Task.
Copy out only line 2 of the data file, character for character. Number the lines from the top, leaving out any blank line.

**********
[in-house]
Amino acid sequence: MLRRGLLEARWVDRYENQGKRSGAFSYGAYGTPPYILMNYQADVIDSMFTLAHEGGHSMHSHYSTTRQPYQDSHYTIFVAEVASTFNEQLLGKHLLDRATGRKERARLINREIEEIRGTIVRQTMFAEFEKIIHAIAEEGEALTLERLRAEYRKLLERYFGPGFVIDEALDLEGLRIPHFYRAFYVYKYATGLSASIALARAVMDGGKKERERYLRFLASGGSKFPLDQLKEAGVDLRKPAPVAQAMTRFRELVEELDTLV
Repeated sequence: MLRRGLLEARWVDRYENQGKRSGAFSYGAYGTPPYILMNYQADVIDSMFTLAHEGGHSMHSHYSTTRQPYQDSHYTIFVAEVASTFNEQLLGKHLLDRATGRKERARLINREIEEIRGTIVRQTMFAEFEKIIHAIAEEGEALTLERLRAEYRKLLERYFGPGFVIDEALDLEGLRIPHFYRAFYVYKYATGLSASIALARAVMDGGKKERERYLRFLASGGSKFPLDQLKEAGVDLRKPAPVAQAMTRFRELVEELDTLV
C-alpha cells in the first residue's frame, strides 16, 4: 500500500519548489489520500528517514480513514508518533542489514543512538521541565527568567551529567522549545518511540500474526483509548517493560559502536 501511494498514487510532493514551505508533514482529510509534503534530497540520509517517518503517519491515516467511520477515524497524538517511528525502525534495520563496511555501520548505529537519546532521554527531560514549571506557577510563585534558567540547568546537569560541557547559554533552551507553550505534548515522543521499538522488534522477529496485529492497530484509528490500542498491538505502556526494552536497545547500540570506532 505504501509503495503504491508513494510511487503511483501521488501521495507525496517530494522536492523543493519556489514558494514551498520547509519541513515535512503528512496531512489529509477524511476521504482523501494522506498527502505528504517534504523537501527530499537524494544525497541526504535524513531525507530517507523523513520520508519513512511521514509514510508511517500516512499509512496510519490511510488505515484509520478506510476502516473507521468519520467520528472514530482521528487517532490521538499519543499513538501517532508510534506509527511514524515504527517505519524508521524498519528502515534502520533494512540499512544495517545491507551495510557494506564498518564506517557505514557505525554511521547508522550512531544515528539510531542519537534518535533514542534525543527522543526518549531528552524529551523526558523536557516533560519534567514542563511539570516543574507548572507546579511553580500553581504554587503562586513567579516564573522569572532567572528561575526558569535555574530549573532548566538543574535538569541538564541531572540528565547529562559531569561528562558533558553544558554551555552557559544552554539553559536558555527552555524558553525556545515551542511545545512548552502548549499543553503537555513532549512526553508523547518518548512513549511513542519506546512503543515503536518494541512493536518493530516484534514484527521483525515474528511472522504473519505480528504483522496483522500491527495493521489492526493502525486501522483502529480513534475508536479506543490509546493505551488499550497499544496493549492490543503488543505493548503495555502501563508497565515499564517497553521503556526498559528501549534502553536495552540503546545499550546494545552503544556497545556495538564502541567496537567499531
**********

Amino acid sequence: MLRRGLLEARWVDRYENQGKRSGAFSYGAYGTPPYILMNYQADVIDSMFTLAHEGGHSMHSHYSTTRQPYQDSHYTIFVAEVASTFNEQLLGKHLLDRATGRKERARLINREIEEIRGTIVRQTMFAEFEKIIHAIAEEGEALTLERLRAEYRKLLERYFGPGFVIDEALDLEGLRIPHFYRAFYVYKYATGLSASIALARAVMDGGKKERERYLRFLASGGSKFPLDQLKEAGVDLRKPAPVAQAMTRFRELVEELDTLV